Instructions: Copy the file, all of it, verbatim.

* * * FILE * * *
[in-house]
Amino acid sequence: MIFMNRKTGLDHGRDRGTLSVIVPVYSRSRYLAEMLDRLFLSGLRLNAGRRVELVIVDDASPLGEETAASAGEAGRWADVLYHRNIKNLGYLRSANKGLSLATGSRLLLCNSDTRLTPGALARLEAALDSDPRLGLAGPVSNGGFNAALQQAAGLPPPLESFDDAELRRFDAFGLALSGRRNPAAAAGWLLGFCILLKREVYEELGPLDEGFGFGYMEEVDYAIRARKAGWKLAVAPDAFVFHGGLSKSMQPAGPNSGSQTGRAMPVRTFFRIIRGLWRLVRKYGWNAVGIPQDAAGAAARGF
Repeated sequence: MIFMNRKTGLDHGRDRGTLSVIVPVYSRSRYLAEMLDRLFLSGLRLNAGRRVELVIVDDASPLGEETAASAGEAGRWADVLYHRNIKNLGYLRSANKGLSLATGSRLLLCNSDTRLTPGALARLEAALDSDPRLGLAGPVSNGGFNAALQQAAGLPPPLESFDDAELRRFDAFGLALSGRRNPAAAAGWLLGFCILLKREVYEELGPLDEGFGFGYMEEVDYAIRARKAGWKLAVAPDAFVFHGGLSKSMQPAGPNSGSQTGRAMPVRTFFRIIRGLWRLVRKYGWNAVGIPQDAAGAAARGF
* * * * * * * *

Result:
[in-house]
Amino acid sequence: MIFMNRKTGLDHGRDRGTLSVIVPVYSRSRYLAEMLDRLFLSGLRLNAGRRVELVIVDDASPLGEETAASAGEAGRWADVLYHRNIKNLGYLRSANKGLSLATGSRLLLCNSDTRLTPGALARLEAALDSDPRLGLAGPVSNGGFNAALQQAAGLPPPLESFDDAELRRFDAFGLALSGRRNPAAAAGWLLGFCILLKREVYEELGPLDEGFGFGYMEEVDYAIRARKAGWKLAVAPDAFVFHGGLSKSMQPAGPNSGSQTGRAMPVRTFFRIIRGLWRLVRKYGWNAVGIPQDAAGAAARGF
Repeated sequence: MIFMNRKTGLDHGRDRGTLSVIVPVYSRSRYLAEMLDRLFLSGLRLNAGRRVELVIVDDASPLGEETAASAGEAGRWADVLYHRNIKNLGYLRSANKGLSLATGSRLLLCNSDTRLTPGALARLEAALDSDPRLGLAGPVSNGGFNAALQQAAGLPPPLESFDDAELRRFDAFGLALSGRRNPAAAAGWLLGFCILLKREVYEELGPLDEGFGFGYMEEVDYAIRARKAGWKLAVAPDAFVFHGGLSKSMQPAGPNSGSQTGRAMPVRTFFRIIRGLWRLVRKYGWNAVGIPQDAAGAAARGF